Last weekend America was treated to a spectacle right out of Alice in Wonderland. A budget compromise that left the blood and hopes of the poor and needy on the floor was pitched by the Democratic Congressional Committee as a victory by limited the slicing and dicing of the federal budget to “only” $38 billion while tax cuts for millionaires and billionaires remain the most sacred of cows.
The Democratic Party controls the Senate and the White House. The Tea Party Caucus of the House of Representatives, headed by that anti-genius Michelle Bachmann, consists of 85 members, at most. Yet the Tea Party, playing Pinocchio to the Koch brothers Geppetto, has hijacked the national debate on policy, budget and the future of this country.
Somehow the Democratic Party has mastered the art of the Rope a Dope, minus the rope. And as a result the defeat of the horrific proposal to defund Planned Parenthood is viewed as a triumph. The mindless ambition of the G.O.Tea Party to defund the newly minted national healthcare program is a shortsighted as it is Neanderthal in motive and intent.
The fact that these proposals ever saw the light of day is shameful. Viewing their (very) temporary defeat cannot possibly be seen as much of a victory.
We continue to wait for President Obama and the leadership of the Democratic Party to come to their collective senses and realize that there is no bargaining with maniacs. We are watching the fabric of the social net being shredded, bit by bit, and deferring the next thrust of the blade is not a cause for celebration.
And still, there is no collective voice from the party that controls the White House and the Senate that says “enough is enough”.
I have written previously that the budget agenda of the G.O.Tea Party is not about fiscal matters but rather it is about a social agenda that is slanted towards meanness and away from compassion.
The G.O.Tea Party barely blinked at the near billion dollar cost of the Libyan incursion but it froths and foams at the mouth at the mere thought of millions going to NPR or Planned Parenthood.
Indeed, the attempted defunding of Planned Parenthood is a textbook example of the disgrace that is the G.O.Tea Party. The attack on this universally acclaimed women’s healthcare program began with the lie that federal funds were being used to fund abortions.
It’s a lie because the Hyde Amendment, passed in 1976, prevents the federal funding of abortions. It is also a distortion in the bargain because less than 20% of the services of Planned Parenthood involve abortion. The rest of that organization’s programs involve birth control, sex education and basic healthcare for women who cannot afford it elsewhere.
When Margaret Sanger founded Planned Parenthood in 1946 it was seen as a progressive and positive step in providing healthcare, birth control and sex education for women – all of which are indispensable elements in the liberation of women.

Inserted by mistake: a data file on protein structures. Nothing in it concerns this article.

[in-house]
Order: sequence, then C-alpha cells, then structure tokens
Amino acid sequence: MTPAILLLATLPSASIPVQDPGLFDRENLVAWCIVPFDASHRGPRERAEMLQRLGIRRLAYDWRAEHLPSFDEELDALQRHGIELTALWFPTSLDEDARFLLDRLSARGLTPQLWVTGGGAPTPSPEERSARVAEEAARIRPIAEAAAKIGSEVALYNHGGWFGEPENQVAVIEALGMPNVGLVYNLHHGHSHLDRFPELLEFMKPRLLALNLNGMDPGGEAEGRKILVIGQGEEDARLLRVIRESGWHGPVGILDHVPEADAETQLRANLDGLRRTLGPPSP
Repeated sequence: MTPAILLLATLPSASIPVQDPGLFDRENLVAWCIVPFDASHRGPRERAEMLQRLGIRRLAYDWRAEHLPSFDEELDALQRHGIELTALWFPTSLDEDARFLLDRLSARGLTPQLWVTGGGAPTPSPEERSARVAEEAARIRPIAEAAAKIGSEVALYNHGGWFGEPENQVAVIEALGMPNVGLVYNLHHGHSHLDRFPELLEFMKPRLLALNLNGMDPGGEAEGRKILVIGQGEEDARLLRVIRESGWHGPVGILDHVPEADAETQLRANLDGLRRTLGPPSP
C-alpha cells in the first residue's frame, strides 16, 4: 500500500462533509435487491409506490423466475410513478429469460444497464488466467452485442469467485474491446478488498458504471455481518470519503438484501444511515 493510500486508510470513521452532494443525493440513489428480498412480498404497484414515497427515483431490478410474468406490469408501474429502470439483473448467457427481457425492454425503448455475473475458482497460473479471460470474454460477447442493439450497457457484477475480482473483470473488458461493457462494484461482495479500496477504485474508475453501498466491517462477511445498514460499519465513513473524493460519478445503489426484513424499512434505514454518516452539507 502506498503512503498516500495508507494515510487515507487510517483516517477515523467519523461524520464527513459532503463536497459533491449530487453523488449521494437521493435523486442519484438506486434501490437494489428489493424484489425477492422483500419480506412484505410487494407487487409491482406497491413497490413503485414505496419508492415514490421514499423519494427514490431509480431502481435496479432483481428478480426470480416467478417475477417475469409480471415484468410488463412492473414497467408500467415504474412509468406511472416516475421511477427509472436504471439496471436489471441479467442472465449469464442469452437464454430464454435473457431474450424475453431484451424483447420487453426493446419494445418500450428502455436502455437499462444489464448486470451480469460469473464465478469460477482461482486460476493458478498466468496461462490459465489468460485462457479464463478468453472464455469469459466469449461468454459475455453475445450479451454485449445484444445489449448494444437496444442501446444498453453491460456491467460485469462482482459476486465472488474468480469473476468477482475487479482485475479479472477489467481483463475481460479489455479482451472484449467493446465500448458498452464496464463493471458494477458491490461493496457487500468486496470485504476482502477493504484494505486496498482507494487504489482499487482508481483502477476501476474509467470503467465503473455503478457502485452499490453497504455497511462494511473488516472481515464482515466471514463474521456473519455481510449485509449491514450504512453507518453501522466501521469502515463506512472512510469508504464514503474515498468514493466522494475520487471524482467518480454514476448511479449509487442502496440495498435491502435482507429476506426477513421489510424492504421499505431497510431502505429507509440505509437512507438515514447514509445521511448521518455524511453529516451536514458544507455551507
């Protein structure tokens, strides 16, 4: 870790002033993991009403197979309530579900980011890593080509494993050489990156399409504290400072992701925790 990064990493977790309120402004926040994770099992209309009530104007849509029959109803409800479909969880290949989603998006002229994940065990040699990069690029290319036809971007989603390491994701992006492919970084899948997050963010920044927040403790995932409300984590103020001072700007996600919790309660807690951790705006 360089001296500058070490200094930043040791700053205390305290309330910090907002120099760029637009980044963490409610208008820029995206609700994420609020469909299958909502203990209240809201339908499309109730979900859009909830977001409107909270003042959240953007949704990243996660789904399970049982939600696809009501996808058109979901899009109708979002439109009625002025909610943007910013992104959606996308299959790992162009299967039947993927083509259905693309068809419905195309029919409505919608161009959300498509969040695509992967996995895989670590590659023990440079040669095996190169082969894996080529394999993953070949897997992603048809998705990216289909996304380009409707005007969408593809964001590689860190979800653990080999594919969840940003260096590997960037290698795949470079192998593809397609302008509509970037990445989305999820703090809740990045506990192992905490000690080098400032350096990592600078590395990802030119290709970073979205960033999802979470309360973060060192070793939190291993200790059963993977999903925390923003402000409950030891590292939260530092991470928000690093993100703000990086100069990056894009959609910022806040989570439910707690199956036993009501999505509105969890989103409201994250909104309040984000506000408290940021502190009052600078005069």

Who could imagine that less than 70 years later there could be a serious proposal by a major political party to defund the laudable efforts of this organization?
While we have read muted protests and muffled objections, I continue to wait for leaders of the Democratic Party to draw the line in the sand and say “no more”.
In the instance of Planned Parenthood, it is shocking to see female members of the G.O.Tea Party (like Michelle Bachman) ranting against Planned Parenthood like a cheerleader from some forgotten nightmare – and no element of the progressive women’s groups and organizations will confront these abominable policy proposals being advanced by women.
It is clearly past the time to take the Tea Party and its cohorts and fellow travelers seriously. Wishing and hoping that they will go away is a waste of valuable time. Their agenda is as clear as it is despicable.
Dismantling social services while labeling them “entitlements” is a bit or rhetorical trickery that belongs in the circus but not on the national stage. The quality and availability of social services are what define a country and a society – they are not privileges or favors from the wealthy to the poor.
Portraying taxes as punitive by their very nature is not only wrong; it distorts the notion of a social contract. Companies like General Electric spend millions of dollars, not on research and development, but on tax departments that too often successfully reduce their tax obligations to zero – this is corporate social irresponsibility and we all pay for it.
Yet the G.O.Tea Party and its Koch brothers financiers believe that this is kind of business agenda that make sense for the future.
The current political arena seems like some bizarre version of a “Night of the Living Dead” scenario, except that it is taking place in broad daylight.
It is time to be afraid, very afraid.